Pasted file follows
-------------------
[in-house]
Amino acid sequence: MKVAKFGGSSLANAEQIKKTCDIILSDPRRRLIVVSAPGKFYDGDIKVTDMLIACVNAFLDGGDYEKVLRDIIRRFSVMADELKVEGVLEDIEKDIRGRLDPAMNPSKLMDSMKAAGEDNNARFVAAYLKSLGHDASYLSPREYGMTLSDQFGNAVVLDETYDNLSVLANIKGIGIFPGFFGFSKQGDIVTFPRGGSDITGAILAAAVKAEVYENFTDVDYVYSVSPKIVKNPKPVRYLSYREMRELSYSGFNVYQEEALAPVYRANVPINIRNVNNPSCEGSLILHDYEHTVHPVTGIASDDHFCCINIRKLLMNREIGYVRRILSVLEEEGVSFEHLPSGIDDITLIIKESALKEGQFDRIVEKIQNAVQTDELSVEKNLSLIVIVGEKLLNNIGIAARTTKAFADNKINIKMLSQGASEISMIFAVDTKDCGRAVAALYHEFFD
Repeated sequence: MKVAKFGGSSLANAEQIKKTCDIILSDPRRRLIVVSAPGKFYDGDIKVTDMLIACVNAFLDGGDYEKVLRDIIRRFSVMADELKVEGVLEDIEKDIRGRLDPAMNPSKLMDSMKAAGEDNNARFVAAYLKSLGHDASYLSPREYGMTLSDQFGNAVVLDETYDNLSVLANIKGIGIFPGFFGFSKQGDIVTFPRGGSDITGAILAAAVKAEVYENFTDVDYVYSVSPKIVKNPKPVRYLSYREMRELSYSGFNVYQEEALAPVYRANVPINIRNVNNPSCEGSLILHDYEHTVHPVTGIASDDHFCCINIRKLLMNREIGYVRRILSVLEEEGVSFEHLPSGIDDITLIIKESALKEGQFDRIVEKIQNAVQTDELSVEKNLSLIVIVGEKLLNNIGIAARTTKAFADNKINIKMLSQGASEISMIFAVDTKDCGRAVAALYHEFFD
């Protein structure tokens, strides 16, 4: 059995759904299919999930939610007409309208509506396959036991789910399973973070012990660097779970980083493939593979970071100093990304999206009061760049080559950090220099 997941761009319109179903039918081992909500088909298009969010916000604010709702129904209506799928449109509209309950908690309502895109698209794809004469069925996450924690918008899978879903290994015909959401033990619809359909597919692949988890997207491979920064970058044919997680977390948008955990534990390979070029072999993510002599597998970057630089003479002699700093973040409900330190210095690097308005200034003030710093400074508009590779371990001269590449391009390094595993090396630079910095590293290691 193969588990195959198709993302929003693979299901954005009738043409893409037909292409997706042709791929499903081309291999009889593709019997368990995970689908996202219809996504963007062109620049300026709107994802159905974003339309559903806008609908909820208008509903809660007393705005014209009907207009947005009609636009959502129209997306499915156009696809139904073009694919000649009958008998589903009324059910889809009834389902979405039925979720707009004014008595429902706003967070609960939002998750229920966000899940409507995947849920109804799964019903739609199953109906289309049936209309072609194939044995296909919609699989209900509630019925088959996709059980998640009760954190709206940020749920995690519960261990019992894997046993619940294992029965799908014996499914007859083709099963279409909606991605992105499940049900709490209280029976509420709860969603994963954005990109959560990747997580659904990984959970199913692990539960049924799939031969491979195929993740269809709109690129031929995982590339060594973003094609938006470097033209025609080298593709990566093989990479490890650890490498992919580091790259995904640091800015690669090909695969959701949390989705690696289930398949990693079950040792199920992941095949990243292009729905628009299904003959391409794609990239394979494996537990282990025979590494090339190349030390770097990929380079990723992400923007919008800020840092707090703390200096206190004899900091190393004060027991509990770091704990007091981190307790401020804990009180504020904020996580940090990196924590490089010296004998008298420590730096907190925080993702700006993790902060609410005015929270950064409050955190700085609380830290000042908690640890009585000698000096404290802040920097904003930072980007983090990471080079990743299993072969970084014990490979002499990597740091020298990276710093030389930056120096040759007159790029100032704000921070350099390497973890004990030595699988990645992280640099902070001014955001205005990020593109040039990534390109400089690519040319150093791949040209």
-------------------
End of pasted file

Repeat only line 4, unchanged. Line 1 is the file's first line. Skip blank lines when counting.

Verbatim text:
């Protein structure tokens, strides 16, 4: 059995759904299919999930939610007409309208509506396959036991789910399973973070012990660097779970980083493939593979970071100093990304999206009061760049080559950090220099 997941761009319109179903039918081992909500088909298009969010916000604010709702129904209506799928449109509209309950908690309502895109698209794809004469069925996450924690918008899978879903290994015909959401033990619809359909597919692949988890997207491979920064970058044919997680977390948008955990534990390979070029072999993510002599597998970057630089003479002699700093973040409900330190210095690097308005200034003030710093400074508009590779371990001269590449391009390094595993090396630079910095590293290691 193969588990195959198709993302929003693979299901954005009738043409893409037909292409997706042709791929499903081309291999009889593709019997368990995970689908996202219809996504963007062109620049300026709107994802159905974003339309559903806008609908909820208008509903809660007393705005014209009907207009947005009609636009959502129209997306499915156009696809139904073009694919000649009958008998589903009324059910889809009834389902979405039925979720707009004014008595429902706003967070609960939002998750229920966000899940409507995947849920109804799964019903739609199953109906289309049936209309072609194939044995296909919609699989209900509630019925088959996709059980998640009760954190709206940020749920995690519960261990019992894997046993619940294992029965799908014996499914007859083709099963279409909606991605992105499940049900709490209280029976509420709860969603994963954005990109959560990747997580659904990984959970199913692990539960049924799939031969491979195929993740269809709109690129031929995982590339060594973003094609938006470097033209025609080298593709990566093989990479490890650890490498992919580091790259995904640091800015690669090909695969959701949390989705690696289930398949990693079950040792199920992941095949990243292009729905628009299904003959391409794609990239394979494996537990282990025979590494090339190349030390770097990929380079990723992400923007919008800020840092707090703390200096206190004899900091190393004060027991509990770091704990007091981190307790401020804990009180504020904020996580940090990196924590490089010296004998008298420590730096907190925080993702700006993790902060609410005015929270950064409050955190700085609380830290000042908690640890009585000698000096404290802040920097904003930072980007983090990471080079990743299993072969970084014990490979002499990597740091020298990276710093030389930056120096040759007159790029100032704000921070350099390497973890004990030595699988990645992280640099902070001014955001205005990020593109040039990534390109400089690519040319150093791949040209």